There's another problem.
After a city has been built, it's hard to change the way that people travel in it.
Singapore is a big city in Asia. It has a big rail system, and offices and high rise apartments clustered around the rail stations. Owning a car in Singapore is very expensive.
The city planners want people to ride trains and buses more than they ride cars ... and they do! Most Singapore trips are by public transit.21
The San Fernando Valley is an urban area near Los Angeles. Many of the streets are wide, and the homes are spread out. Some of the buses only run once an hour, and the bus stops are far apart. It's very hard to travel by bus or train. Most adults travel by car.
This map shows the Los Angeles rail system in the 1920s. Los Angeles would be a very different city today, if it had kept this rail system and kept growing around it.
But it didn't. The tracks were torn up, and freeways were built. And now it's too late to change.
Adults agree that kids should listen to their parents and stay safe. But they disagree about a lot of other things ... and how people should travel is one of them.
Many adults are in favor of more travel by public transit, paratransit and bicycles. Here are some of their arguments:
• Travel by private car pollutes much more than travel by transit or bike.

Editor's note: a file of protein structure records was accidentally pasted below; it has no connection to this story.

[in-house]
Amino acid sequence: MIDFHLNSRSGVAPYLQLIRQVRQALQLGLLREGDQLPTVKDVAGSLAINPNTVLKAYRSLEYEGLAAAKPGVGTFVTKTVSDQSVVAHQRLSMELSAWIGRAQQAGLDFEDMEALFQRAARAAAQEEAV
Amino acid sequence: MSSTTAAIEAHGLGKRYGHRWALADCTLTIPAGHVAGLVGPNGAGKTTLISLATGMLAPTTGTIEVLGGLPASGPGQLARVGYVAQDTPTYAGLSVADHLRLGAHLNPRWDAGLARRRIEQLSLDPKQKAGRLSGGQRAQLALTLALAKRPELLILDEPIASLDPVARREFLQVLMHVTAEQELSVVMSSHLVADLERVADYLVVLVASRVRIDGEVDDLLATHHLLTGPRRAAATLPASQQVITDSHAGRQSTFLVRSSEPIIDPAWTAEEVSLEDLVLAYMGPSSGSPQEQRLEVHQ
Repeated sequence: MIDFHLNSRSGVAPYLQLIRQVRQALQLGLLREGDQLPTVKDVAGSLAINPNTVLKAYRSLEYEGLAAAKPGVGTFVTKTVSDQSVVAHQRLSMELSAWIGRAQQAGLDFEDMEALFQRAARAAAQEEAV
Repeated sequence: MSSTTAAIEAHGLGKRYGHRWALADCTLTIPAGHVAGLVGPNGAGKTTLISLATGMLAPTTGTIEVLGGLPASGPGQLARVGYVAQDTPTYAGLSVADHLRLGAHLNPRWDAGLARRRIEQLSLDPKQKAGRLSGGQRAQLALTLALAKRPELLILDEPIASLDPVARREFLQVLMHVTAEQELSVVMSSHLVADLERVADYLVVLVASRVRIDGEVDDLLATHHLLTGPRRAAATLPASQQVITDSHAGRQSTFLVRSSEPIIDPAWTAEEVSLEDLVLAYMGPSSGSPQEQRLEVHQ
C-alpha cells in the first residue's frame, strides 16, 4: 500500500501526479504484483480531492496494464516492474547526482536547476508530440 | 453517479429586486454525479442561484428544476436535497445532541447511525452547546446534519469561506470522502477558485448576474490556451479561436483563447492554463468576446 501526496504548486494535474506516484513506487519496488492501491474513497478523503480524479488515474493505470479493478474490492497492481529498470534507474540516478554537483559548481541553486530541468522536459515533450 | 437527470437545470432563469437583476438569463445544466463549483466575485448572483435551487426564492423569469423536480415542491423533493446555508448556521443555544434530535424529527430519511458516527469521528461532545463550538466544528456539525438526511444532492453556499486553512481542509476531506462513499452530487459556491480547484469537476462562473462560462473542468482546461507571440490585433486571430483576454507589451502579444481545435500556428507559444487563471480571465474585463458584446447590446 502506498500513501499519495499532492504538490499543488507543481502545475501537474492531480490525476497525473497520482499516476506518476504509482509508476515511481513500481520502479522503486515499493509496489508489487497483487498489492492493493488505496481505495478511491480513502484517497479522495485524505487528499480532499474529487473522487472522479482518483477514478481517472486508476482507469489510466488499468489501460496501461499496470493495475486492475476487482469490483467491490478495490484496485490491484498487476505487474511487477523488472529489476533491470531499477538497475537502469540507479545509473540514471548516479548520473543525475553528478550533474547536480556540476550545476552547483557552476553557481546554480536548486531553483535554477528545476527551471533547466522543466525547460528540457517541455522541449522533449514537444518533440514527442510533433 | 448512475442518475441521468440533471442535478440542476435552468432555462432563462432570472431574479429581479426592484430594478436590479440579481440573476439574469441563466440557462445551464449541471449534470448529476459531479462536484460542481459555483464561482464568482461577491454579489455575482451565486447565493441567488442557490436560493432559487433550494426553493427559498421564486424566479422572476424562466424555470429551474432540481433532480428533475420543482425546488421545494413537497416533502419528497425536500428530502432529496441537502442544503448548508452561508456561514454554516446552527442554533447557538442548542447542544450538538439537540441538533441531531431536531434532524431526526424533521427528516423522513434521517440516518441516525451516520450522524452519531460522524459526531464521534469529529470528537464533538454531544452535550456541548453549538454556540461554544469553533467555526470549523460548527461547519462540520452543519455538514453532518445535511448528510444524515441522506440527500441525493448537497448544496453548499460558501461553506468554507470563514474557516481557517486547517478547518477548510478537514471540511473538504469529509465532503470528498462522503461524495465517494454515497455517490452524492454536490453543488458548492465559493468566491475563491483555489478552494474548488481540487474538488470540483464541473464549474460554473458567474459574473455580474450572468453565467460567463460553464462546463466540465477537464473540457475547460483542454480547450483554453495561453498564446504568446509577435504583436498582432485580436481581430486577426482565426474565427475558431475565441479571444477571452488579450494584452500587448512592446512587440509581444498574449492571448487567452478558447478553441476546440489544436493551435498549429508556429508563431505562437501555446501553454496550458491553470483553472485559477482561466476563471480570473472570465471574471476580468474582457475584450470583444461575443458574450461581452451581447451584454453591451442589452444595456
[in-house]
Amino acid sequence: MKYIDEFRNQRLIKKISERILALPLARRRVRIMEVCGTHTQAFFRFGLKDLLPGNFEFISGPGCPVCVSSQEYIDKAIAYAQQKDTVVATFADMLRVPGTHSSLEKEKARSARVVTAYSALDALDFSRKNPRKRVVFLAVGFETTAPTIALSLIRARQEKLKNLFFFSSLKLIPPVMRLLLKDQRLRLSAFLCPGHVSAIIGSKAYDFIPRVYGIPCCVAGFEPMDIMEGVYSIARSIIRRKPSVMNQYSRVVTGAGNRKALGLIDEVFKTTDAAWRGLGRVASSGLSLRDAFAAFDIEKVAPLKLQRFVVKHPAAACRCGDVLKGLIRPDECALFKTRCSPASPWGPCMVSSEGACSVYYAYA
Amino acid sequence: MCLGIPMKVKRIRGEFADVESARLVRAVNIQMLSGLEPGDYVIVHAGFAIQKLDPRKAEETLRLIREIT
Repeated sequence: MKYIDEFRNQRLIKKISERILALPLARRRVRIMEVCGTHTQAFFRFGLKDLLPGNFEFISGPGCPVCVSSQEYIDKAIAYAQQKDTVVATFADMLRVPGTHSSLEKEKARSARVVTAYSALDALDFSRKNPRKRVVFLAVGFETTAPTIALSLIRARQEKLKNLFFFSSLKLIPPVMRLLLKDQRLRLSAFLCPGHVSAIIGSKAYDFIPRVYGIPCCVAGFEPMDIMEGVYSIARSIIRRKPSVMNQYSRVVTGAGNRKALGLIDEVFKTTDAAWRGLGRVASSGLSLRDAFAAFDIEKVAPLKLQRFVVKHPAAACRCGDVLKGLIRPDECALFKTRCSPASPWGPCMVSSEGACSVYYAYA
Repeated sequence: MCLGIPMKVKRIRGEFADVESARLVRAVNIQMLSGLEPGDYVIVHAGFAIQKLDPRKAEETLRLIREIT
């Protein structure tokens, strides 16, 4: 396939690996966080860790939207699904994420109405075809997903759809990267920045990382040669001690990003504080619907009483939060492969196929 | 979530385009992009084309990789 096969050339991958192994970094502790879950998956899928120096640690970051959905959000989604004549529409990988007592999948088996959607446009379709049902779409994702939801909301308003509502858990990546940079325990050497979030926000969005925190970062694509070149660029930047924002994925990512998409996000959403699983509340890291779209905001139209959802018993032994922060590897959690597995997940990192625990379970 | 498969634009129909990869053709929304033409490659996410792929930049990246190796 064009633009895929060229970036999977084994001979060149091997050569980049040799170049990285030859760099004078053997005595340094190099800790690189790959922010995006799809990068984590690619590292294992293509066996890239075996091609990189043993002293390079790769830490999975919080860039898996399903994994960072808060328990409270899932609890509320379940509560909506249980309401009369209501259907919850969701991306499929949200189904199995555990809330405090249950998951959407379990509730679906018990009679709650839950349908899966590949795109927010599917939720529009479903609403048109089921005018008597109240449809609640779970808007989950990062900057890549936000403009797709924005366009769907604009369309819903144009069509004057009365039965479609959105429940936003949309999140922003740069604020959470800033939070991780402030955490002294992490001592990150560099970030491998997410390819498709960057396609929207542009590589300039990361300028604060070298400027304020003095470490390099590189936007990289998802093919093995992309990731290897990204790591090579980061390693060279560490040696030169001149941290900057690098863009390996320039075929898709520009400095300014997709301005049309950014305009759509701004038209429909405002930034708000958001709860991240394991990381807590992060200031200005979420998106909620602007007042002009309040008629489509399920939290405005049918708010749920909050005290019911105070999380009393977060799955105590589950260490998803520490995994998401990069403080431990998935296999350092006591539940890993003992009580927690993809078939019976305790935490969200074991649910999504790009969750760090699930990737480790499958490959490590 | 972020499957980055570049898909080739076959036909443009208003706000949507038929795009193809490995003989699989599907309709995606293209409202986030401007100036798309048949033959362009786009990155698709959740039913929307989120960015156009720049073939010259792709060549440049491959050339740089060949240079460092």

• Private cars use up much more space than buses, trains or bicycles.
• Cars get in terrible traffic jams because there are so many of them on the road.
• Driving is much more dangerous than using public transit.
• People wouldn't drive so much if there weren't so much free parking!
Other adults think that public transit is a technology of the past, like typewriters. Some of them say:
• It's too late to change. America's road system has already been built.
• Most people prefer driving. People still buy cars in Singapore, even though the government makes them pay thousands of dollars in taxes. That shows how much people like cars!
• Private cars let people live like kings! They can live in places with big, spread out homes, far from the city. Their cars give them freedom. It's not fair that only rich people should have cars; everyone should be able to buy one.